(Originally published in Issue 24 of Socialist Alternative’s monthly paper. To get your copy of issue 26, contact us today!)
At a summit on 24 March, the leaders of the North Atlantic Treaty Organisation (NATO) met to discuss the ongoing conflict in Ukraine. Whilst ruling out the imposition of a ‘no-fly zone’ over Ukraine, which would put the serious threat of nuclear war on the agenda, the summit agreed to an escalation of NATO’s involvement in the conflict and to cement and extend its expansion into Eastern Europe.
Speaking after the summit the General Secretary, Jens Stoltenberg, stated that “Today, NATO leaders agreed to reset our deterrence and defence for the longer term to face a new security reality” as he announced the approval of four additional battlegroups to Bulgaria, Hungary, Romania and Slovakia, in addition to the four already positioned in the Baltic countries and Poland. NATO will also bolster its eastern flank with an increased number of jets and carrier strike groups, as well as with submarines and combat ships deployed on a permanent basis. Ahead of the summit, the British government announced that it would be sending another 6,000 missiles to Ukraine along with a further £25m for the Ukrainian military.
But what is the real role of NATO, what do socialists say about it and what is the alternative to NATO intervention in Ukraine?
Violent opposition to workers’ interests
NATO was created in 1949 to help establish US global supremacy and set up an alliance of capitalist powers under US leadership. With the consolidation of Soviet control over Eastern Europe after the Second World War, NATO powers were desperate to combat the Stalinist and non-capitalist bloc, but they were also intent on trying to prevent socialist revolutions in capitalist countries. To this end, at the start of the Cold War NATO set up paramilitary ‘stay-behind’ organisations in every European member state, with the specific aim of derailing socialist revolutions and even left reformist governments or movements.
In Italy during the 1970s, for example, there was increasing discontent with the government, alongside titanic industrial disputes and growing working-class support for the Italian Communist Party (PCI). In the 1976 elections, the PCI won a third of the popular vote and stay-behind organisations were allegedly involved in a number of terrorist bombings at that time to try to undermine that mass working-class support. Their stated aim was to prevent the PCI from coming to power, which would have been a disastrous blow to NATO and the interests of US imperialism, and to do this by any means necessary.
To this day and despite its bloody history, NATO claims that its aims are to “promote democratic values” and that it enables its members “to build trust and, in the long run, prevent conflict”. It also claims to be “committed to the peaceful resolution of disputes”. But the reality is very different as its history is one of continual aggression and terror. Indeed, so committed is it to peace that NATO has continually ruled out a ‘No first use policy’ in the event of nuclear warfare.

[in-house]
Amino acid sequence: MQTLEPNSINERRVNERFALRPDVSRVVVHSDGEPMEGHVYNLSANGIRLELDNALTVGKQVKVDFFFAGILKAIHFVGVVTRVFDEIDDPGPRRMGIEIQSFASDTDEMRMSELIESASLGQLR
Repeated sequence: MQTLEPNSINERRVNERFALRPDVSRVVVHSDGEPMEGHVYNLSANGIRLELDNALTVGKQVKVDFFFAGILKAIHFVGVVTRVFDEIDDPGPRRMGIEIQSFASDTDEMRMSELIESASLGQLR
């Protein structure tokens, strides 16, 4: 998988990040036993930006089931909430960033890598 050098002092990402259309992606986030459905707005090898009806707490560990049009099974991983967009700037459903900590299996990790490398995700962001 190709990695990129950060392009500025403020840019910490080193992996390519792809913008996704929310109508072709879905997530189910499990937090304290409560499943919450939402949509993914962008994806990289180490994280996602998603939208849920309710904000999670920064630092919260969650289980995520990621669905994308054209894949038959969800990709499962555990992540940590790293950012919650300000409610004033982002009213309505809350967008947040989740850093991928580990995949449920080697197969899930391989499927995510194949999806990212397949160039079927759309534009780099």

Seemingly without irony, after the March summit the NATO leaders declared that “Russia’s war against Ukraine has shattered peace in Europe”. Of course, it should be remembered that NATO was directly involved in the last conflict in Europe when it went to war in Kosovo in 1999. Hundreds were killed in a supposed humanitarian intervention and NATO soldiers have been based there ever since, effectively setting up a Western-controlled and policed ‘protectorate’.
Tool of US imperialism
After the collapse of the Soviet Union, Russia’s economy was on its knees and in complete chaos. Despite their promises to the contrary, which were made in order to persuade Russia and the former Soviet states to dissolve the Warsaw Pact, US and European imperialism seized the opportunity caused by Russia’s weakness to expand their markets eastwards. NATO has played a key role in supporting Western imperialism’s interests in Eastern Europe and regions that were previously within the sphere of Soviet influence.
In 1999, the former Warsaw Pact countries Hungary, Poland and the Czech Republic joined NATO. They were followed in 2004 by Estonia, Latvia and Lithuania; thereby encircling Russia’s borders. Then at a conference in Bucharest in 2008, Albania and Croatia were accepted into membership whilst Ukraine’s and Georgia’s aspirations for membership were recognised, and it was agreed that those countries would eventually become members of NATO.
Since the collapse of the Soviet Union, Ukraine has suffered under the rule of both right-wing pro-Russian presidents and right-wing pro-Western presidents. However, in 2014 when protests erupted against the brutal regime of Victor Yanukovich, which was closely allied to Putin’s Russia, Western imperialism and the NATO allies sought to co-opt what became known as the ‘Euromaidan’ movement. US Senator, John McCain, spoke at rallies in Kiev, stating that “We are here to support your just cause, the sovereign right of Ukraine to determine its own destiny freely and independently. And the destiny you seek lies in Europe.”
Unfortunately, in the absence of a genuine working-class alternative and thanks in large part to the machinations of US imperialism, the ‘Euromaidan’ movement became dominated by reactionary forces. The government that came into power after the overthrow of Yakunovich included the far-right party Svoboda and it also extended invitations to various ultra-nationalists and neo-Nazi groups. This new government aligned itself explicitly with its NATO backers and introduced discriminatory language laws aimed at suppressing Russian-speaking Ukrainians and other minorities in the east of the country.
Whilst the current Ukrainian president, Volodymyr Zelensky, has stated recently that there are no intentions to apply to join NATO, in February 2019 the constitution was amended to commit the country to becoming a member no later than 2023. At the same time, it became a stated aim for Ukraine to join the European Union.
‘Brightest of all red lines’ for Russian capitalism